I want acupuncture to heal, solve, or fix someone´s problem as much as you do. In Canada, we especially like to fix our problems. Healing is too nebulous a word, fixing, now that really nails it. Problem solved, done. I want that too. I know my clients want it, but I didn´t realize how tied me-myself-and-I had become to it until I performed 161 acupuncture treatments in 12 days on the children and staff of Pajarito Azul.

Here are the results:

one child could not have a bowel movement without an enema and had not had an unassisted bowel movement in a year. Medication proved ineffective. Acupuncture resulted in daily BM´s and no enema was used.

one child with anorexia and epilepsy was seizing 3 times a day. Medication was no longer effective. During treatment, the child only had 2 seizures in 3 weeks and gained a pound.

one child with failure to thrive grew an inch and gained half a pound.

I could go on and on and on. The truth is, the results were amazing and most of them I´m going to keep to myself. Not cause I´m stingy, but out of respect for the 161 experiences that I had the honour of being a part of.

I am really happy with these results. I´m proud of my team. I feel blessed and so honoured to be a part of this. But the truth is, I didn´t fix anybody. Not one child.

But the truth is, I never do.

love andrea

ps. I want to thank all my clients past and present. I am dedicated to your healing paths and I so appreciate your patience with my learning curve. Thanks to everyone who continues to help me grow as an acupuncturist and as a human being. Thanks to my medical team here and at Pajarito Azul. But most of all, thank you to every one of those children. They made me grow up.

Photos I took today

Hi, I thought I might just describe our day by telling you about the photos I took today.It was our last day at Parahito Azul and so a sad and yet happy day too. The first one was in the hallway of the orphanage,just Andrea on her last day-refreshed and ready to go-not yet aware of the emotion to come-the goodbyes-the hugs the presents for her and from her.and yes the crying of many.Amanda comes on her way to school-a blind girl that Andrea is treating for headaches-she wants a photo of us with her and so it goes everyone wants photos. I think the idea is that we will send back copies and we will, of course.The next photos is a surpize the staff gives to us with the help of two of the ladies that live there. They dress up in these elaborate bright long dresses and do traditional Nicaragua dances of godbye for us. Now how could you not get tears with this. It was very moving.I take a photo of this young man outside the bars of our clinic.He is moping the floor.Everyday he mops and everyday the cleaning ladies come along behind him and mop again. I presume it is his job. We see many of the orphans working,mostly cleaning but also looking after each other.Andrea has brought a little wading pool from Edmonton. We fill it up with plastic balls and pop in one of the cerebral palsy kids .It allows them to stretch and not get hurt. More of these balls have been donated by -well probably shouldn´t say but great supporters of our cause and thank you.We go to Los Torres,the poorest part of town and I take so many photos-we visit a school, a home of Jania´s friend,a church and I cann´t describe it, but the photos will.It was very humbeling and I feel we just take so much for granted at home.We leave some of the socks,toothbrushes and art supplies with the school to be distributed. The need is so great, I am thankful we brought so much to give away. Last we end our day by going to park way above the city that honors Sandino-the first revolutionary of Nicaragua and it was inspiring to see the whole city-Looking forward to some down time before we head home.Lynda House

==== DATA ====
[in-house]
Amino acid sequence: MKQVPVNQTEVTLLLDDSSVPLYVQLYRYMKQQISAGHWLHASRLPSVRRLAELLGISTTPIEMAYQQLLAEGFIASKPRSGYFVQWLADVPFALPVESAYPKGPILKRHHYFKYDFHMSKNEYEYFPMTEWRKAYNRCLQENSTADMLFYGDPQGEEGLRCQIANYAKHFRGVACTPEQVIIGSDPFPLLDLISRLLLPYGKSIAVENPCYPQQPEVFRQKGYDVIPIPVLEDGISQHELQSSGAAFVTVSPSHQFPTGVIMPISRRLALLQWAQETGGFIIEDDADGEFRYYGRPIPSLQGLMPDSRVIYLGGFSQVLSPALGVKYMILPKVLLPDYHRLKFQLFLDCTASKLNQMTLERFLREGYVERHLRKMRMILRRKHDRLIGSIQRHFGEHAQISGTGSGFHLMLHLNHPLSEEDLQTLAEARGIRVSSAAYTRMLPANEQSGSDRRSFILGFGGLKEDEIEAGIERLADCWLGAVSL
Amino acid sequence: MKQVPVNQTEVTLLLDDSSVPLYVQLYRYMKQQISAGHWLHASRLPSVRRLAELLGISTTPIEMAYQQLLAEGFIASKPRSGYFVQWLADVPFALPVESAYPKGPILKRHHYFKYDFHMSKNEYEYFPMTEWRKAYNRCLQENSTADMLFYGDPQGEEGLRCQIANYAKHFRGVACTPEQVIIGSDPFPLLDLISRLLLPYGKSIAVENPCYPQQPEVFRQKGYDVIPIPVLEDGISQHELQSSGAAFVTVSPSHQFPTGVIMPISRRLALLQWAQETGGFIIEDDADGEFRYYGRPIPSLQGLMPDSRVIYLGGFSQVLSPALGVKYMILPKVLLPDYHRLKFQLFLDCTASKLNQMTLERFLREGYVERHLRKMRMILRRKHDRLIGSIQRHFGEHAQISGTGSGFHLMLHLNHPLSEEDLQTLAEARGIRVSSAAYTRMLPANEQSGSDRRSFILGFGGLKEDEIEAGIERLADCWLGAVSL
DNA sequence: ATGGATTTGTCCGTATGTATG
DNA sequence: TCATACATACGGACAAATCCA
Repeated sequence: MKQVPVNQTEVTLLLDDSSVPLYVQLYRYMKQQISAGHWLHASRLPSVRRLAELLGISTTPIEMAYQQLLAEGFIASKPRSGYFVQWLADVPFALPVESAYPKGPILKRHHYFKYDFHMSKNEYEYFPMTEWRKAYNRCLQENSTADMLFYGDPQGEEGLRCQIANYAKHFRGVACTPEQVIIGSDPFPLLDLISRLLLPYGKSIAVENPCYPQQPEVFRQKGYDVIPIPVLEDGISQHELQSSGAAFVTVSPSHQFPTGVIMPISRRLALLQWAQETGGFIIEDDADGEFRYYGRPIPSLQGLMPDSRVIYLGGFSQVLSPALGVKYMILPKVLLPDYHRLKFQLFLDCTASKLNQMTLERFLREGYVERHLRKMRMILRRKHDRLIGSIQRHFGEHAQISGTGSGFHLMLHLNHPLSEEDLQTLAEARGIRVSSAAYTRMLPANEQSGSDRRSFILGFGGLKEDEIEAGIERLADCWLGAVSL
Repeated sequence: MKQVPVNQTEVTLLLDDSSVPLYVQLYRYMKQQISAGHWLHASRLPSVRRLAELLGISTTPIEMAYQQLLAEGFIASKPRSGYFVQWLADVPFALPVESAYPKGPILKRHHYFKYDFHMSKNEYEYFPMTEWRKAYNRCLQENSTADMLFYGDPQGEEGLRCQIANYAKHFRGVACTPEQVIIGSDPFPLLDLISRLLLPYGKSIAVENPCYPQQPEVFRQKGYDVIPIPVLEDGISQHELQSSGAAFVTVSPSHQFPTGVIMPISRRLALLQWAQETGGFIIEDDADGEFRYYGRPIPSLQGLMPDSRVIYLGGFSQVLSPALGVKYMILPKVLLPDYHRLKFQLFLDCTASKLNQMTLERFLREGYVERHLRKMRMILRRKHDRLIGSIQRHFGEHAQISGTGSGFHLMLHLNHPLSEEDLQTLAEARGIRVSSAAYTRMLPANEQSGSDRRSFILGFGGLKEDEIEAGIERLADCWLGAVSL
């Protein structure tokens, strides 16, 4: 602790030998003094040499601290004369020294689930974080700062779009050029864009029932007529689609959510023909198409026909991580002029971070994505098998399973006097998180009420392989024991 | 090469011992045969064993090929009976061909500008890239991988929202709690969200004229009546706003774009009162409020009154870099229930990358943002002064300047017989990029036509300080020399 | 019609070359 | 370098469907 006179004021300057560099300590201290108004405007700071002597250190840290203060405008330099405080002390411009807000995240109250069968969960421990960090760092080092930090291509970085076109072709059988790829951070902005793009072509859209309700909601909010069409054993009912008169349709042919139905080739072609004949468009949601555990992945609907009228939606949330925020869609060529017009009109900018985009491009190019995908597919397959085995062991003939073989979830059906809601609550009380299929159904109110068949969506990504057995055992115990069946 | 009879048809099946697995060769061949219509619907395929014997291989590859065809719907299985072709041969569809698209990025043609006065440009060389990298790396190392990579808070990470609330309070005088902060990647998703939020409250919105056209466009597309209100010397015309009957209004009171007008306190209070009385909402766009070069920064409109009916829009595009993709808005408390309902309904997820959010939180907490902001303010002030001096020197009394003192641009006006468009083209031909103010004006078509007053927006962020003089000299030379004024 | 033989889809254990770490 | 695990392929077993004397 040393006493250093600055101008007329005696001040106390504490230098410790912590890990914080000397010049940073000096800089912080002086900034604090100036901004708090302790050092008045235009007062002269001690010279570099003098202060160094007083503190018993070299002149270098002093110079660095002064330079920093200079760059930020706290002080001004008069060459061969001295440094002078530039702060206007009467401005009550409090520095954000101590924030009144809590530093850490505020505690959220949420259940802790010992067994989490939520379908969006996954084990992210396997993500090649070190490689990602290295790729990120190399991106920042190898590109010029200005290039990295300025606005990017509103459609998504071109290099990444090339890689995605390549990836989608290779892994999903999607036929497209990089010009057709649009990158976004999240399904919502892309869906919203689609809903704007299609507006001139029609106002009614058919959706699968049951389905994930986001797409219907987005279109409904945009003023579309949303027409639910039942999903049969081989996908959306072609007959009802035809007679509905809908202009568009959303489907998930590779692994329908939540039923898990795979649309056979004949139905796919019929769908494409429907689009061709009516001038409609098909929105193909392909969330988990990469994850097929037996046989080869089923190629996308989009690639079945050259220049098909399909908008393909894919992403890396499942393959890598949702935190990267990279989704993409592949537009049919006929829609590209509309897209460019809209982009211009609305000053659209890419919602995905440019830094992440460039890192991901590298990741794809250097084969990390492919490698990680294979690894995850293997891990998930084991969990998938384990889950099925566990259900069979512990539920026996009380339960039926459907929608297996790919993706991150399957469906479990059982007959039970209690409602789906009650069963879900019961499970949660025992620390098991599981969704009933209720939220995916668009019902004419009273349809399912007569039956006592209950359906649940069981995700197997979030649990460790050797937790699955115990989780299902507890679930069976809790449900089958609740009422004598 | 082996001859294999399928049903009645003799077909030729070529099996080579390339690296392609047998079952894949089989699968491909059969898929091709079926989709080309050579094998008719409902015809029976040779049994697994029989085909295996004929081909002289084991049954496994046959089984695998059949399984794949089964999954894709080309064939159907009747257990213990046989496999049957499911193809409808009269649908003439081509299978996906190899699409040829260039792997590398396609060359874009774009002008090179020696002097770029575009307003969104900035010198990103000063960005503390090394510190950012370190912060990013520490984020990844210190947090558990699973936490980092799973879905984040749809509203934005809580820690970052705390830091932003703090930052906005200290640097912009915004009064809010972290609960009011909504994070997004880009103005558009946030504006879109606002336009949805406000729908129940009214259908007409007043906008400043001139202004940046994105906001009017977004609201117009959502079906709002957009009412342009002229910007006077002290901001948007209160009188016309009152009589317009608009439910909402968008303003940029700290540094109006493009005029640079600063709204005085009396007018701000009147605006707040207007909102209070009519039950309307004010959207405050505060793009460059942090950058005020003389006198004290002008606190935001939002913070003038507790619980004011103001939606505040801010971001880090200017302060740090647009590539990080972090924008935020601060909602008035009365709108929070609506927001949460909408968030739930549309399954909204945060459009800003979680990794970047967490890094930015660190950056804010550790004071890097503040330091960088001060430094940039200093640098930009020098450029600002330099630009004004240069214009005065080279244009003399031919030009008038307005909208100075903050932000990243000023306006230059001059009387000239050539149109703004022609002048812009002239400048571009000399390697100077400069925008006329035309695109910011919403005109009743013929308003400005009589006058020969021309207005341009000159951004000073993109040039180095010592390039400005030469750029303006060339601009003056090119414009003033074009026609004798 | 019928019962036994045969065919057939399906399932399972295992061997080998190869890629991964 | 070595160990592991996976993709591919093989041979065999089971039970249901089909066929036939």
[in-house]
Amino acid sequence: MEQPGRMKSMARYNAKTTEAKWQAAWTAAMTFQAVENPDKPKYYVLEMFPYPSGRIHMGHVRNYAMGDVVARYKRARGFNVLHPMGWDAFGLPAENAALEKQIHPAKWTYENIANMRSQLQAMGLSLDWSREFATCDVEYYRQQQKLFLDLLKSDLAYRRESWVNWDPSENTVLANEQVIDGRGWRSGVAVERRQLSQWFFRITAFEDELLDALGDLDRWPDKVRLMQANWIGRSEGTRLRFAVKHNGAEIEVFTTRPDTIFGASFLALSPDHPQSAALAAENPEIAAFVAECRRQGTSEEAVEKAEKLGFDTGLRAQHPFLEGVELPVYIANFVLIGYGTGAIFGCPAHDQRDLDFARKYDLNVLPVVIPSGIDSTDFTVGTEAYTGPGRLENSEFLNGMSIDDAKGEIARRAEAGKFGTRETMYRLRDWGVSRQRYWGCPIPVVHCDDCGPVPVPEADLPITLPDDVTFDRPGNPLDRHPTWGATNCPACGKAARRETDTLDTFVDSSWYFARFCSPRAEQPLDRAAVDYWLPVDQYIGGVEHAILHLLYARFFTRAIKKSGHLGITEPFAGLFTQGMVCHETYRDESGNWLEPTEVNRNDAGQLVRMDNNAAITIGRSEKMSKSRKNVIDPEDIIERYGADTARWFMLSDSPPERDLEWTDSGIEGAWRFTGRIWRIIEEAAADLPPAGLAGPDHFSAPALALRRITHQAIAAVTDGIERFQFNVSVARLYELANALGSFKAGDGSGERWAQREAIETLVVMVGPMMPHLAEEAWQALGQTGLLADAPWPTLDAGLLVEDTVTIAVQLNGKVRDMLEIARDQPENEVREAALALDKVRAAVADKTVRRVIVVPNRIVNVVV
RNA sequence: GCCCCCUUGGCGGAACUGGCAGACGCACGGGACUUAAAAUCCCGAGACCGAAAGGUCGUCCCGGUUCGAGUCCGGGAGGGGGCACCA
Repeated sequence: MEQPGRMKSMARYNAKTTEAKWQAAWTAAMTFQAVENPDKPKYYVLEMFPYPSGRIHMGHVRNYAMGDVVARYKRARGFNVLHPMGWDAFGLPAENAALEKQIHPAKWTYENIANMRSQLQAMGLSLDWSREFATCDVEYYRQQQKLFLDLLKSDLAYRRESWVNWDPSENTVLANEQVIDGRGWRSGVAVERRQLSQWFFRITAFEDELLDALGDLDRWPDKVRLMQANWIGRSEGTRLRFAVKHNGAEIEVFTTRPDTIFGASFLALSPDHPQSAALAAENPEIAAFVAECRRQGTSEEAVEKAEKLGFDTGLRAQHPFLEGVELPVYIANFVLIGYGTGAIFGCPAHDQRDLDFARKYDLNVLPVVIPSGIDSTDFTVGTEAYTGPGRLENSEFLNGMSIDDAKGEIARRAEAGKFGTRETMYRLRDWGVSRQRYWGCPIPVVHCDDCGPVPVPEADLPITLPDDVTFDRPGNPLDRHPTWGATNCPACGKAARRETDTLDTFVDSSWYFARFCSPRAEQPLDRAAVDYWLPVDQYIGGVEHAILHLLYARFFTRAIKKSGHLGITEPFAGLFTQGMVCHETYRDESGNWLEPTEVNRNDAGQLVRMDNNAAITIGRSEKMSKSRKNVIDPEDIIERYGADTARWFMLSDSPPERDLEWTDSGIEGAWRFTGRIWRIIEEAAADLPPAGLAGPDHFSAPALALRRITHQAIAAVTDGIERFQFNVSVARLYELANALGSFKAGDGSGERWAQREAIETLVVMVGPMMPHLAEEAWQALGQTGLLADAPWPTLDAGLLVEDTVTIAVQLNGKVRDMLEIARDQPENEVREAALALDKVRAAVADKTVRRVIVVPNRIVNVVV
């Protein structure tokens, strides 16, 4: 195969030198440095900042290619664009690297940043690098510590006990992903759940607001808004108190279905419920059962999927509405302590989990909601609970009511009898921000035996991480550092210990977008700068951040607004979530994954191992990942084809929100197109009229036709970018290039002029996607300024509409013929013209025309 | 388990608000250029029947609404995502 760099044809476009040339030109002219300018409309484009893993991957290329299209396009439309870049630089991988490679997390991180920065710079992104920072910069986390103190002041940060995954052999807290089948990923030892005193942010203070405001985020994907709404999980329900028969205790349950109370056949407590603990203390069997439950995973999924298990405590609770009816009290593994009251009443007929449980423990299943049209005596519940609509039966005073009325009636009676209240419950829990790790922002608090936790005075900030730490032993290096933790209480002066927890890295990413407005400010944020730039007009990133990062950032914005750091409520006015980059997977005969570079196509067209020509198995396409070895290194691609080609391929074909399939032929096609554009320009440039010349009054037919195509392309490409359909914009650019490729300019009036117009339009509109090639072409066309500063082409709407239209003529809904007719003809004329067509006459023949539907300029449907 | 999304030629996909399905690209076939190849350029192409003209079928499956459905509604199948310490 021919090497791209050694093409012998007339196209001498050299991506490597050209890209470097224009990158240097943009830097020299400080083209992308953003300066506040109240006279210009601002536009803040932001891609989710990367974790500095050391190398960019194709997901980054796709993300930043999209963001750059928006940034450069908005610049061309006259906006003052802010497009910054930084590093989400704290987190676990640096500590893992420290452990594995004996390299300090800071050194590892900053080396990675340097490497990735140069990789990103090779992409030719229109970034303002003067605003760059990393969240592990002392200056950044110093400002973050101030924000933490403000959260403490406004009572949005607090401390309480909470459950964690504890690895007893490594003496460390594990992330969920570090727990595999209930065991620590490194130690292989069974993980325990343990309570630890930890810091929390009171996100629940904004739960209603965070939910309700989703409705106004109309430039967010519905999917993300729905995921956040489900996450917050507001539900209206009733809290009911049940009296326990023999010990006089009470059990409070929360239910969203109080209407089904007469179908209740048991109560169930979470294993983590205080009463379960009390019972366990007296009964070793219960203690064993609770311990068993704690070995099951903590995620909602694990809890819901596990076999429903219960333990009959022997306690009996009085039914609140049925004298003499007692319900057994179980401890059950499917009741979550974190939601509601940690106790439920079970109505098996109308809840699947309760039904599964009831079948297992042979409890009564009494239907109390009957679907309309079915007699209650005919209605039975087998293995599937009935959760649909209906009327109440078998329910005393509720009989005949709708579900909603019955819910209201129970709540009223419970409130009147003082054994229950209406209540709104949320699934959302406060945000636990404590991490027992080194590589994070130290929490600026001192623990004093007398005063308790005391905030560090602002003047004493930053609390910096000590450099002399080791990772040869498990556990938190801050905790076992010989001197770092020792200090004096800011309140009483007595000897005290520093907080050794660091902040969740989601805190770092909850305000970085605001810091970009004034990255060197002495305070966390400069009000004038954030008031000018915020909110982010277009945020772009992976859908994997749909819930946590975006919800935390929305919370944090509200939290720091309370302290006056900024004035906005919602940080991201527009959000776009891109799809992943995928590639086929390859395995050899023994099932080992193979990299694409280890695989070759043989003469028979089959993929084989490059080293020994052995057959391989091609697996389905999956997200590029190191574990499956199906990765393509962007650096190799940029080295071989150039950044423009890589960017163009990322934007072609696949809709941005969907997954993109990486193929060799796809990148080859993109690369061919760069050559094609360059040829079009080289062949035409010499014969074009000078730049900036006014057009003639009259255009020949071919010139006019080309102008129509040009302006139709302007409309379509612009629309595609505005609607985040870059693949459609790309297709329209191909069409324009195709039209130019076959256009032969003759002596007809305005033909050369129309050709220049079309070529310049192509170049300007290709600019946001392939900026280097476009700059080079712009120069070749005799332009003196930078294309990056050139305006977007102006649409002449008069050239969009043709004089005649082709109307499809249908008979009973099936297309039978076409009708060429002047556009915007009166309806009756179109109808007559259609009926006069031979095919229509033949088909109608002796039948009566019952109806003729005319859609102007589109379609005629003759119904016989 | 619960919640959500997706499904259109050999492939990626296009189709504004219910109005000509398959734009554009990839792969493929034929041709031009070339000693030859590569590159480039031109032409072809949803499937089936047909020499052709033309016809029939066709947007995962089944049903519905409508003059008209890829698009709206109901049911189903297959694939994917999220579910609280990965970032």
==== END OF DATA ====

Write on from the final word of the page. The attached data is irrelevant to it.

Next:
Saturday, February 3, 2007


There is water all inside of me. Like I could cry any minute, but also like I could explode and end up washed straight away into the gutter with the plastic and the rest of the garbage. I´m a walking tidal wave. I am trying to carry myself well, keep every one´s spirits up, but with every step, a little water spills over the side.

I thought I understood poverty. I thought of myself as poor, with Visa debt, student loans, and such. But it´s bullshit. I don´t carry my baby to the meridian of the road. I don´t stand with my three year old on the yellow line and hold her up to every passing car. I don´t try to rip car doors open to crawl inside. I wouldn´t kill to eat, kill for fear, kill for a job, kill to be anywhere else.

To see the little kids, the age of my own daughter standing in the road while cars whiz by, is no longer freaking me out. If that happened in Canada, someone would call the cops. Here, she is selling gum, or just begging. I´ve stopped worrying that she will be hit. I don´t look that closely, because I know she´ll be ok. People driving at top speed seem to know that at every intersection, little girls 2 and 3 years old will be standing, perfectly still, waiting.

Today I made jokes in a burger joint, enjoying making my friends laugh, while outside, two kids were passed out near our car. I didn´t stop to wake them up. It´s not safe for me, I cannot call the cops for them. I don´t even speak Spanish, so instead, I make my friends laugh inside the BurgerLoco while they sleep.

At the orphanage, Hector, perhaps the smartest of the orphans, asks me if I will cry when I leave. He tells me through a translator, "Because I´ll cry when you leave... a lot". I tell him yes I will cry for him when I go, I almost start just then, but I keep it inside.